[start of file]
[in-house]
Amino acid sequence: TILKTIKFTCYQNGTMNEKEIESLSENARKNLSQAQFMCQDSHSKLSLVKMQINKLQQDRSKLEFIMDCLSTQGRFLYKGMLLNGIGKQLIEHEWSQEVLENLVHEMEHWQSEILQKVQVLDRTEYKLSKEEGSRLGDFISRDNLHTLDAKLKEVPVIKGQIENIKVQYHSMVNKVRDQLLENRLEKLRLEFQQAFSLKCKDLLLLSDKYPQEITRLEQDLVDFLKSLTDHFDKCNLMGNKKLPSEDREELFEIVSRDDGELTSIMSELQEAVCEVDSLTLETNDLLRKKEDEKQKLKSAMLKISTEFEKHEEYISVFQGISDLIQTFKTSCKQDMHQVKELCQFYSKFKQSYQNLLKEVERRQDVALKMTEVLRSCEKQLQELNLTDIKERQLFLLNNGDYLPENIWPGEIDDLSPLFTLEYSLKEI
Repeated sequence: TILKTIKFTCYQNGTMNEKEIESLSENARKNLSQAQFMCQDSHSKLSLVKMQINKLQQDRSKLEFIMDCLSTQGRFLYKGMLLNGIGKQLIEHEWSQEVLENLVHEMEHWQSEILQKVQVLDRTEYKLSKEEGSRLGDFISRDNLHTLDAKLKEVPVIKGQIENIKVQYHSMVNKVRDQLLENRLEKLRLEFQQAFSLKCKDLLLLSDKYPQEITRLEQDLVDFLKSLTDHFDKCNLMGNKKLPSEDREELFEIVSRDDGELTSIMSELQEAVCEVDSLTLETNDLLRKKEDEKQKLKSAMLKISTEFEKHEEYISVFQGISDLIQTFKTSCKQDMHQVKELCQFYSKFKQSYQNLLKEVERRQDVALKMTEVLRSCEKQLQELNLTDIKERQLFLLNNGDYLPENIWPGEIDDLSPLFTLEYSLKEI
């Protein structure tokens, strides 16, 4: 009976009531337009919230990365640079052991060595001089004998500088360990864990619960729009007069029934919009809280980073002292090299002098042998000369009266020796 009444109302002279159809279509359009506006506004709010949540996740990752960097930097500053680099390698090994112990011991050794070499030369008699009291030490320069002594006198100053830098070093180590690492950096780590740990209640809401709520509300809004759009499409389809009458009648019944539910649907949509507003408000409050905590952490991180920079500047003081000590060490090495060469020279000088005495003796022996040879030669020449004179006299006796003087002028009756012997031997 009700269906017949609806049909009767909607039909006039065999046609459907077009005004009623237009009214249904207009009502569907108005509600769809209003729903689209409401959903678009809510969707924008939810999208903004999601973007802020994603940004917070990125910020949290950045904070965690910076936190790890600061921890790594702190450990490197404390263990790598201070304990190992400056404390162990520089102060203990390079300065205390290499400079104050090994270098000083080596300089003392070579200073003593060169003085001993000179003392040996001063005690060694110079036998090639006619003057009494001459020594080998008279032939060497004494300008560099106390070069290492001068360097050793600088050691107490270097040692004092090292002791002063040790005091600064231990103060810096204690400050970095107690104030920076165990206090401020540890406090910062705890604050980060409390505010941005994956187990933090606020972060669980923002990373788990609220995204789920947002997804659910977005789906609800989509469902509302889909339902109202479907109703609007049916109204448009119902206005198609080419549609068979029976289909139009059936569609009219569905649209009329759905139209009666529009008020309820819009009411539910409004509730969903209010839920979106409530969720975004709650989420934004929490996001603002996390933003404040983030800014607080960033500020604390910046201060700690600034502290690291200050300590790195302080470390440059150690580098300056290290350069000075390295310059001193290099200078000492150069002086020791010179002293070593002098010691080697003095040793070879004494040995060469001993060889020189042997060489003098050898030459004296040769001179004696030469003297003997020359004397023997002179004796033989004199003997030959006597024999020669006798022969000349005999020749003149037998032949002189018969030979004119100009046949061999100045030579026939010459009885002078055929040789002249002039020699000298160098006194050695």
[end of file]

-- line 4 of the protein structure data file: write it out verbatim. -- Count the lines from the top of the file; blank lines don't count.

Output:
């Protein structure tokens, strides 16, 4: 009976009531337009919230990365640079052991060595001089004998500088360990864990619960729009007069029934919009809280980073002292090299002098042998000369009266020796 009444109302002279159809279509359009506006506004709010949540996740990752960097930097500053680099390698090994112990011991050794070499030369008699009291030490320069002594006198100053830098070093180590690492950096780590740990209640809401709520509300809004759009499409389809009458009648019944539910649907949509507003408000409050905590952490991180920079500047003081000590060490090495060469020279000088005495003796022996040879030669020449004179006299006796003087002028009756012997031997 009700269906017949609806049909009767909607039909006039065999046609459907077009005004009623237009009214249904207009009502569907108005509600769809209003729903689209409401959903678009809510969707924008939810999208903004999601973007802020994603940004917070990125910020949290950045904070965690910076936190790890600061921890790594702190450990490197404390263990790598201070304990190992400056404390162990520089102060203990390079300065205390290499400079104050090994270098000083080596300089003392070579200073003593060169003085001993000179003392040996001063005690060694110079036998090639006619003057009494001459020594080998008279032939060497004494300008560099106390070069290492001068360097050793600088050691107490270097040692004092090292002791002063040790005091600064231990103060810096204690400050970095107690104030920076165990206090401020540890406090910062705890604050980060409390505010941005994956187990933090606020972060669980923002990373788990609220995204789920947002997804659910977005789906609800989509469902509302889909339902109202479907109703609007049916109204448009119902206005198609080419549609068979029976289909139009059936569609009219569905649209009329759905139209009666529009008020309820819009009411539910409004509730969903209010839920979106409530969720975004709650989420934004929490996001603002996390933003404040983030800014607080960033500020604390910046201060700690600034502290690291200050300590790195302080470390440059150690580098300056290290350069000075390295310059001193290099200078000492150069002086020791010179002293070593002098010691080697003095040793070879004494040995060469001993060889020189042997060489003098050898030459004296040769001179004696030469003297003997020359004397023997002179004796033989004199003997030959006597024999020669006798022969000349005999020749003149037998032949002189018969030979004119100009046949061999100045030579026939010459009885002078055929040789002249002039020699000298160098006194050695």